Erosion also has a certain effect on childbirth, given the presence of a defect in the cervical region. Often, the inflammatory process leads to a decrease in tissue elasticity and a violation of the opening, elasticity of the neck, which leads to injuries and ruptures in childbirth, the formation of bleeding and suturing after the baby is born.
What to do during pregnancy and before childbirth?
If the pregnancy proceeds against the background of erosion, doctors during the entire period monitor the condition of the cervix, a special treatment is prescribed that prevents exacerbations, suppresses infection and inflammation. But the choice of drugs that would be effective, while not affecting the fetus, is significantly limited, local therapy is usually prescribed in the form of suppositories or capsules, solutions. If the presence of erosion leads to inflammation, according to the doctor’s prescription, depending on the cause, topical antibiotics or antifungal agents can be used to eliminate the inflammatory process of the cervix. Careful debridement before childbirth is especially important to improve the state of erosion to prevent problems with cervical dilatation. The birth itself is carefully controlled, since the opening of the affected cervix can occur with significant difficulty.
Treatment or removal of erosion?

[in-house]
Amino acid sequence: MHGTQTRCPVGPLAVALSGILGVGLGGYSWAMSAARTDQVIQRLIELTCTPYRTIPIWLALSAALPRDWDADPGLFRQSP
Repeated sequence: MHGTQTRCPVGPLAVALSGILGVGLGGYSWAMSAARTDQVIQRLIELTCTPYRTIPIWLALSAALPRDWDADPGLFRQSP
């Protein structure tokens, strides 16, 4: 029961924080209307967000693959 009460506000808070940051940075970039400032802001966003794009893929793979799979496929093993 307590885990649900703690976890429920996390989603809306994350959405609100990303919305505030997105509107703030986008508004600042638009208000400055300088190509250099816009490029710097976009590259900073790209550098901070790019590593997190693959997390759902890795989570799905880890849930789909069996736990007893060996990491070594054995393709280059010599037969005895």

In connection with such a possible influence of erosion, the question of treatment before pregnancy always arises. Among women, there is a well-established misconception that erosion in nulliparous is not treated, so as not to further complicate childbirth with scars on the neck. But doctors say that this is not quite the right opinion. The question of which principle of therapy to choose — conservative influences or removal of erosion, depends on the diagnosis itself and those processes that are hidden under the general term of erosion. In a nulliparous woman, in the presence of erosion without concomitant inflammation, one can limit oneself only to observation without taking any active action. Any inflammation in the cervical region must be treated so that there is no threat of infection and complications. If dysplasia is detected, the removal of erosion or the use of the «cauterization» technique is most often required. They are fraught with the fact that deformation is formed, scars of the cervix, which can become an obstacle to the normal opening of the cervix during childbirth. Today, erosion is removed using laser coagulation or cryodestruction. These methods are less traumatic for tissues, allow more local exposure, reducing the area of scar tissue. Erosion removal can be applied using chemical techniques, in which special preparations are used on the affected area that destroy the affected cells. The radio wave method of exposure is no less actively used, it leads to the evaporation of the affected area without involving healthy intact tissues in the process.
Obstetrics / Ed. Savelieva G.M. — 2000
Pregnancy planning and prevention of placental insufficiency in high-risk women / Gurieva V.M., Petrukhin V.A., Burumkulova F.F., Holdina M.A. // Issues of gynecology, obstetrics and perinatology — 2012 — T. 11 No. 3